by Allen Wyatt
(last updated June 8, 2019)
Trent works for a scientific publisher. In the manuscripts he works with there are many technical terms, such as names of various species of insects or animals. Scott has a need to make sure that all of these species names are italicized. Scott wonders if there is a way to use a list of terms (perhaps in a text file) and have Word make sure that each word in the list is shown in the document in italic.
There are multiple add-on tools you could get that would perform this particular task. Two of them suggested by WordTips readers include the following:
FRedit: http://www.archivepub.co.uk/book.html EditTools: http://www.wordsnsync.com/
These are powerful tools, and you can even get FRedit for free. The downside, of course, is that each tool comes with its own learning curve that you'll need to go through in order to get it to do what you want.
Another approach is to create your own macro to perform the task. Fortunately, such a macro would not be that complex. Basically, you could create a plain text file (using a program such as Notepad) that would contain a single species name on each line. Your macro could then open the file, read each line, and change all instances of that species to italic in your document.
Sub FindSpeciesForItalic2() Dim sSpecies As String Open "C:\species.txt" For Input As #1 Do While Not EOF(1) Line Input #1, sSpecies With Selection.Find .ClearFormatting .Replacement.ClearFormatting .Replacement.Font.Italic = True .Text = sSpecies .Forward = True .Wrap = wdFindContinue End With Selection.Find.Execute Replace:=wdReplaceAll Loop Close #1 End Sub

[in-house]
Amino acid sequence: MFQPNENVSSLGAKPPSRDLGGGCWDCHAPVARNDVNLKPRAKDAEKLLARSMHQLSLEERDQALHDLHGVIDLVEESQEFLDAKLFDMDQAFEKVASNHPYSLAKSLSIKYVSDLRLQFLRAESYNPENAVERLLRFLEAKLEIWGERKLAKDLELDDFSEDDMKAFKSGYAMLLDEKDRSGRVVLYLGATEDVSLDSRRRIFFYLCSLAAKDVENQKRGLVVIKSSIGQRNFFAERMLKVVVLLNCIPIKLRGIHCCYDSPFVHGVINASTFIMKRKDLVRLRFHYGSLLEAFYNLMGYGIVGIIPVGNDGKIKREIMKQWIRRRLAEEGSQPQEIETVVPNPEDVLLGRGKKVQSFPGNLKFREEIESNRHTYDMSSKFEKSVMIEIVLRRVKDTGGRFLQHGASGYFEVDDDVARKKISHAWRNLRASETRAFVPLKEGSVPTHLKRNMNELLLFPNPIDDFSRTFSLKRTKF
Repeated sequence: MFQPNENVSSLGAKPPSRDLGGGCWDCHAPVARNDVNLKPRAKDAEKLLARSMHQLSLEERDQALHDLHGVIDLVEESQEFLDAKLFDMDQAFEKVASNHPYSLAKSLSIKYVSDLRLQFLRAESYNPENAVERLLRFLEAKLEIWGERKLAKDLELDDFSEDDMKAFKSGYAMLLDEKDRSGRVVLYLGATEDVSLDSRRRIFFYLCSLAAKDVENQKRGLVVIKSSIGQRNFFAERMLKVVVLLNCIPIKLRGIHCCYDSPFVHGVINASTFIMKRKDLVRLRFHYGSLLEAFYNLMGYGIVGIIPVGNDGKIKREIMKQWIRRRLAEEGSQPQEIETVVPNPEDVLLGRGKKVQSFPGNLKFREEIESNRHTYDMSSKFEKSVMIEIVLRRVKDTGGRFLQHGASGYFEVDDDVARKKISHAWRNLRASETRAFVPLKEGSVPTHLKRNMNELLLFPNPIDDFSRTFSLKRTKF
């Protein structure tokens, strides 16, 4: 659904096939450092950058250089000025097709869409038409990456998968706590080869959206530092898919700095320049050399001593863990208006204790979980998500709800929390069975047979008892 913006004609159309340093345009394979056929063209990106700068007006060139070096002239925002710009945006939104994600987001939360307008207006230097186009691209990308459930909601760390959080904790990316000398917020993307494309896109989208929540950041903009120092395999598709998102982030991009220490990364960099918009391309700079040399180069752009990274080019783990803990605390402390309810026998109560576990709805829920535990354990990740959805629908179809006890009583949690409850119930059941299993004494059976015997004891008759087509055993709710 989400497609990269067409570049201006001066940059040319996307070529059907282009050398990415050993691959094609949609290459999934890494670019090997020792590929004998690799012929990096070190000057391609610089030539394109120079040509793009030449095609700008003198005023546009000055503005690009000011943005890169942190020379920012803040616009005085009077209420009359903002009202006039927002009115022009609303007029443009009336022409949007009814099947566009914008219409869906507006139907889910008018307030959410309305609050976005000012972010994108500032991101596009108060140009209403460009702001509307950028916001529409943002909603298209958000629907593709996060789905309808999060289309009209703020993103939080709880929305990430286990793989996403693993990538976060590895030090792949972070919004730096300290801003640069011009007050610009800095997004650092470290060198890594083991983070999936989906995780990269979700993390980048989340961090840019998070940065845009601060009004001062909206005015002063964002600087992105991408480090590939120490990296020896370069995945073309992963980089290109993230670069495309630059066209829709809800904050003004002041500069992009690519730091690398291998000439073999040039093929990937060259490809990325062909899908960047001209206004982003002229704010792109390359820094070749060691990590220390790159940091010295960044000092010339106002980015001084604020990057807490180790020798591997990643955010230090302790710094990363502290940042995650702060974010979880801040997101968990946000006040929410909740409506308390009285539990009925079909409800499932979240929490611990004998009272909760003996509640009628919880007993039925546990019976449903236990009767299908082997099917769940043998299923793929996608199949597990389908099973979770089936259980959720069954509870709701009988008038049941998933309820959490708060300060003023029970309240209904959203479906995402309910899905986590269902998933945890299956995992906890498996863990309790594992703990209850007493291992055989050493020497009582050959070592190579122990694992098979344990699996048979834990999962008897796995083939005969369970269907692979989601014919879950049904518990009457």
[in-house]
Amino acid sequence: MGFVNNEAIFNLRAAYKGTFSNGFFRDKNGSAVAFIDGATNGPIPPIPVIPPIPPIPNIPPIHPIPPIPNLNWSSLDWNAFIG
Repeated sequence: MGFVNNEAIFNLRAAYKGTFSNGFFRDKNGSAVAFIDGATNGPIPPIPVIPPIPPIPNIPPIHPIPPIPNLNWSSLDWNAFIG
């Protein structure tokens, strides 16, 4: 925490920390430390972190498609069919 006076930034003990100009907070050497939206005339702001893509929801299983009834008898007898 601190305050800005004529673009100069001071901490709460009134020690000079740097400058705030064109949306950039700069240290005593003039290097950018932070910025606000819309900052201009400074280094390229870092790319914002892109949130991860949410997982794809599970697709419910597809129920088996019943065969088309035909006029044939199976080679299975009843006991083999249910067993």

This macro relies on the text file named species.txt, stored in the root directory of the C: drive. (You can store it someplace else or name it something else, but in that case, you would need to change the line of code to reflect the changes.) After each line is read from the text file, Find and Replace is used to make sure that the text is changed to italic.
It typically wouldn't be a problem with species names, but you'll want to make sure that each line in the text file is unique enough that you don't get partial words affected in the document. For instance, it wouldn't be a good idea to do a search for just "one" because that would match things like "done" or "tone" or "loner" or... Well, you get the idea.
WordTips is your source for cost-effective Microsoft Word training. (Microsoft Word is the most popular word processing software in the world.) This tip (13639) applies to Microsoft Word 2007, 2010, 2013, 2016, 2019, and Word in Office 365.
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